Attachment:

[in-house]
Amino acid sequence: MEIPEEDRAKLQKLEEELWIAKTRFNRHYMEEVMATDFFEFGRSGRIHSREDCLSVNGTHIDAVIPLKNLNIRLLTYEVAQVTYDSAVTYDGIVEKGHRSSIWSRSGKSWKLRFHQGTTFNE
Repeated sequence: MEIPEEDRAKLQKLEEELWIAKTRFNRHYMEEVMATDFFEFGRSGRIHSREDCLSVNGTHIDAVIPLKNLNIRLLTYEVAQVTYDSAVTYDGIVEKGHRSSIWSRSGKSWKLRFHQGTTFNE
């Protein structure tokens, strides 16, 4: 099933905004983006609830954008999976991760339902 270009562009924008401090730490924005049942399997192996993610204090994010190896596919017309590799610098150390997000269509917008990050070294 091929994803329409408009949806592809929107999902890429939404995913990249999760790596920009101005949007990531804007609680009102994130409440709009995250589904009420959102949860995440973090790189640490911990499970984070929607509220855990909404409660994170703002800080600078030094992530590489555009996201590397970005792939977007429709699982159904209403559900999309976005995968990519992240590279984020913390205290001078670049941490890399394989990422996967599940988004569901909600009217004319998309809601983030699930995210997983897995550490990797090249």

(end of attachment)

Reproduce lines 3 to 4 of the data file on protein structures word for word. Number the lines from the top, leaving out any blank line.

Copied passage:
Repeated sequence: MEIPEEDRAKLQKLEEELWIAKTRFNRHYMEEVMATDFFEFGRSGRIHSREDCLSVNGTHIDAVIPLKNLNIRLLTYEVAQVTYDSAVTYDGIVEKGHRSSIWSRSGKSWKLRFHQGTTFNE
């Protein structure tokens, strides 16, 4: 099933905004983006609830954008999976991760339902 270009562009924008401090730490924005049942399997192996993610204090994010190896596919017309590799610098150390997000269509917008990050070294 091929994803329409408009949806592809929107999902890429939404995913990249999760790596920009101005949007990531804007609680009102994130409440709009995250589904009420959102949860995440973090790189640490911990499970984070929607509220855990909404409660994170703002800080600078030094992530590489555009996201590397970005792939977007429709699982159904209403559900999309976005995968990519992240590279984020913390205290001078670049941490890399394989990422996967599940988004569901909600009217004319998309809601983030699930995210997983897995550490990797090249």